How Rassie masked illness at the 2019 Rugby World Cup
Nothing in the build-up to the sport’s premier event suggested that Rassie Erasmus was living with a potentially life-threatening disease
It was thought the sheer scope of his effort in securing a third Rugby World Cup title for the Springboks in 2019 could not be overstated.
Now it has emerged that Rassie Erasmus‚ then head coach and now SA Rugby’s director of rugby‚ did so under the spectre of a potentially life-threatening condition.
It has been reported that Erasmus was diagnosed with microscopic polyangiitis with granulomatosis‚ a rare autoimmune disease, in early 2019.
Though the disease is not cancerous, it can damage vital organs, including the kidneys and lungs‚ and also harm sinuses and trachea.
Erasmus stayed mum about his condition and quietly went about his business plotting the Springboks’ path to World Cup glory. There was nothing in the team’s build-up to the World Cup to suggest that Erasmus was operating under enormous physical strain.
Having beaten the All Blacks in Wellington the previous year‚ the Boks in 2019 returned to the same venue and earned a priceless draw en route to claiming their first Rugby Championship crown. They last won the forerunner to that competition, the Tri-Nations‚ in 2009.
The Boks departed for the World Cup earlier than most teams as they had an engagement against Japan in Saitama 15 days before they were due to start their campaign against the All Blacks in Yokohama. It meant the team‚ if they reached the semifinals‚ would be away from home for 19 weeks, which would have put unimaginable strain on the coach.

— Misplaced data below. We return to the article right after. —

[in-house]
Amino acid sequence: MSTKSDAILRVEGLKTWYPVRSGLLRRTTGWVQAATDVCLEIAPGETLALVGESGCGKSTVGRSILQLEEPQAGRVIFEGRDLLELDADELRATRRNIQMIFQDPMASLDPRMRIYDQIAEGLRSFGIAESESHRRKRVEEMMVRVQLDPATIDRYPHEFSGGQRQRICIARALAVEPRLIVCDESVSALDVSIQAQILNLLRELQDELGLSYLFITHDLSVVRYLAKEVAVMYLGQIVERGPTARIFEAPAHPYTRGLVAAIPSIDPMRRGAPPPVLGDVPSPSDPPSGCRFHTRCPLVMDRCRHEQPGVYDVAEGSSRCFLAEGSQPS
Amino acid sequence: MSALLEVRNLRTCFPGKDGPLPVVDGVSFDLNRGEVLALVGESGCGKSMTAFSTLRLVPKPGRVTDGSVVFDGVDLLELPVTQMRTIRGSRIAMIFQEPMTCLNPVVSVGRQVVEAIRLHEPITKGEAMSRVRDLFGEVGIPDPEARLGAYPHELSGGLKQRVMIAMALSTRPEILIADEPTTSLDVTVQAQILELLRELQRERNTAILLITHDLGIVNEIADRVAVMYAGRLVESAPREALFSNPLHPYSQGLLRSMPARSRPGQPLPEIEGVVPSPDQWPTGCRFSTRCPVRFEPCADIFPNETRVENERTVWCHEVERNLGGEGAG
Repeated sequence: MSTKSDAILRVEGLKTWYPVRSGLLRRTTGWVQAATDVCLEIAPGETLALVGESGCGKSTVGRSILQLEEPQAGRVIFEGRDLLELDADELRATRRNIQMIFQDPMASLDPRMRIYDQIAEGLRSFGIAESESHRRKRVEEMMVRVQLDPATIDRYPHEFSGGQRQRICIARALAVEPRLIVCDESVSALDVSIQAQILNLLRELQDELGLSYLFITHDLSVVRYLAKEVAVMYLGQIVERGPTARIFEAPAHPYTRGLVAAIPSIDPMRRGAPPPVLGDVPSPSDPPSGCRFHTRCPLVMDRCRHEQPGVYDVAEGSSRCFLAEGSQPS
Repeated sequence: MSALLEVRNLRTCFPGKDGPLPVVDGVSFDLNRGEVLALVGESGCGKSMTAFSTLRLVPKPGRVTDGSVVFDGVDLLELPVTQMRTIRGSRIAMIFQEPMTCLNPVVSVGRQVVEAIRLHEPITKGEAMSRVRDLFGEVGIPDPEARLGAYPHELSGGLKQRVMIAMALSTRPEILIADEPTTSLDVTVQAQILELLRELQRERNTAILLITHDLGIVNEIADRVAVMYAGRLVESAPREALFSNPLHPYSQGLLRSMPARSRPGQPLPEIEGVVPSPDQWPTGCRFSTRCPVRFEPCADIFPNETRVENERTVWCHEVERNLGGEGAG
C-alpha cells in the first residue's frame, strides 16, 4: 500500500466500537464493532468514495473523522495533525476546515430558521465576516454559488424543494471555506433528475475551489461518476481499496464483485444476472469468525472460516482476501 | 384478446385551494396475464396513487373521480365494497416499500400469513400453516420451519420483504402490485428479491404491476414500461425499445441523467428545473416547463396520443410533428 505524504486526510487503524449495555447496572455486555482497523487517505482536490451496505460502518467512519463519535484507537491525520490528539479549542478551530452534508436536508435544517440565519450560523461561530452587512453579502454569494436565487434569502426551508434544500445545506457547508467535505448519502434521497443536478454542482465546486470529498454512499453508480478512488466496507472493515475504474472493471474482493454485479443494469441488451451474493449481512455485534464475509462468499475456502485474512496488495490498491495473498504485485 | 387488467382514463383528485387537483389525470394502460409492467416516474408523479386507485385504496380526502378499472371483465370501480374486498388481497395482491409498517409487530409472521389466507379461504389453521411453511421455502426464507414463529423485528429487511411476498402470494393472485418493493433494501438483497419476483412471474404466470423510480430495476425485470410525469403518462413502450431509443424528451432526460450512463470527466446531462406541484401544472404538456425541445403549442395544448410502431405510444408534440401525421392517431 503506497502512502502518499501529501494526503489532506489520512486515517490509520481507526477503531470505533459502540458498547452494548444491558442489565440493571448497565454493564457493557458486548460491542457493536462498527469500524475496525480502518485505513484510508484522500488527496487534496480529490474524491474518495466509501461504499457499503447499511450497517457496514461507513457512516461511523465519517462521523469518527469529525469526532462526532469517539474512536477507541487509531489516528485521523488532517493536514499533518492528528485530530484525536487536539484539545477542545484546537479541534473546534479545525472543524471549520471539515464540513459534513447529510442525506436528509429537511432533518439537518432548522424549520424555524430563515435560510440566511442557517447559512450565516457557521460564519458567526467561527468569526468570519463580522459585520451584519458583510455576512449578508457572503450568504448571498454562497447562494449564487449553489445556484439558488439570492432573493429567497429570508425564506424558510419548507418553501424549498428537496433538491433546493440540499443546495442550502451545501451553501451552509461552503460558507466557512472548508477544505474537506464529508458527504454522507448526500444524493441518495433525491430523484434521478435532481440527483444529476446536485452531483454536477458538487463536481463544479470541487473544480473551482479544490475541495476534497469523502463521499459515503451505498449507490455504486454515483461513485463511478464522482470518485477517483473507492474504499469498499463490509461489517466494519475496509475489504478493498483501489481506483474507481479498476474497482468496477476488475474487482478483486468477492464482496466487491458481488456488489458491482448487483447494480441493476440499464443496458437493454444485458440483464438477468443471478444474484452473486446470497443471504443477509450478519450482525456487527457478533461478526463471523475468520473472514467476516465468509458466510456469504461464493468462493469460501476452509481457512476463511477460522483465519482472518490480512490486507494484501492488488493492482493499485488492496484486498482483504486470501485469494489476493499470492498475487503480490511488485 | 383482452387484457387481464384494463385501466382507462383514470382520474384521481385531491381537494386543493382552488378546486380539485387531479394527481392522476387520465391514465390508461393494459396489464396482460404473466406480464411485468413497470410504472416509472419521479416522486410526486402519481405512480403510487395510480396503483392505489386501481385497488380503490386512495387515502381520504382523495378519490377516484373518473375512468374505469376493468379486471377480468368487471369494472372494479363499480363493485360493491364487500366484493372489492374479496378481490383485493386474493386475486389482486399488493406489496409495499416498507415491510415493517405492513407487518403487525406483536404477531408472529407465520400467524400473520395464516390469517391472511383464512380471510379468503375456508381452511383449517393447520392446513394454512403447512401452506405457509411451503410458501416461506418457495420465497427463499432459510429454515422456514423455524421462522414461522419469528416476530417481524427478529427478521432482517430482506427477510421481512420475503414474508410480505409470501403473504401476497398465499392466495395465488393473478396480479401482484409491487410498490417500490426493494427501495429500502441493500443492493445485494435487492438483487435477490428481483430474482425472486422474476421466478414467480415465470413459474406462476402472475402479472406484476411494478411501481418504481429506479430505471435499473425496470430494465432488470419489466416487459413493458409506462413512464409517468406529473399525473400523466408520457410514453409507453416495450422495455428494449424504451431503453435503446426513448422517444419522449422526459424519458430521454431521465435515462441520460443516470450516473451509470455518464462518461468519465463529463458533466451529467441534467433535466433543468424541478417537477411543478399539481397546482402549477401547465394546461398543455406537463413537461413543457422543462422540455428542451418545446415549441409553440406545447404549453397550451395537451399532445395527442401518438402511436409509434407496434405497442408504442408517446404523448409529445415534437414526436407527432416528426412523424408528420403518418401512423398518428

However‚ by the week leading up to their World Cup opener against the All Blacks there were no visible signs of the condition Erasmus was battling. He was as jovial as ever. He would crack a smile and genially go about his business when the cameras were rolling.
When they weren’t‚ he would generously give of his time‚ over and above the prescribed slots in World Cup guidelines for coaches’ interactions with the media. During those, Erasmus’s perennial‚ obsessive pursuit of the margins that can potentially give his team an advantage were all too apparent.
His vision remained unaltered and he displayed clarity of thought in challenging those around him to tune into the rarefied frequency at which a coaching high priest operates. There were no signs of a man battling physical upheaval or one who was trying to keep his wits about him.
He certainly did not look like someone who had been subjected to chemotherapy.
Whether it was devising strategies to master the slippery ball in the humid conditions early in the tournament‚ winning over the Japanese public‚ getting referee Jérome Garcès to view the Boks through more sympathetic eyes‚ or the audacious manner in which he placed his faith in the deployment of the team’s “Bomb Squad”‚ Erasmus unflinchingly remained at the top of his game.
Of course, his condition will invite comparisons with former Springbok World Cup-winning coach Kitch Christie, who succumbed to cancer in 1998. After plotting the Boks’ path to glory in 1995, Christie took charge of Transvaal in Super Rugby the following year while continuing his role as national coach until he was too ill to continue.
If there was anything nagging away at Erasmus in 2019‚ it did not manifest itself physically. What did show was his relentless quest to make the Boks the best.
His legend will now extend to new frontiers. He will be known as the man who didn’t just manage the Rugby World Cup-winning Bok team‚ but was at the same time battling a rare and potentially deadly disease.
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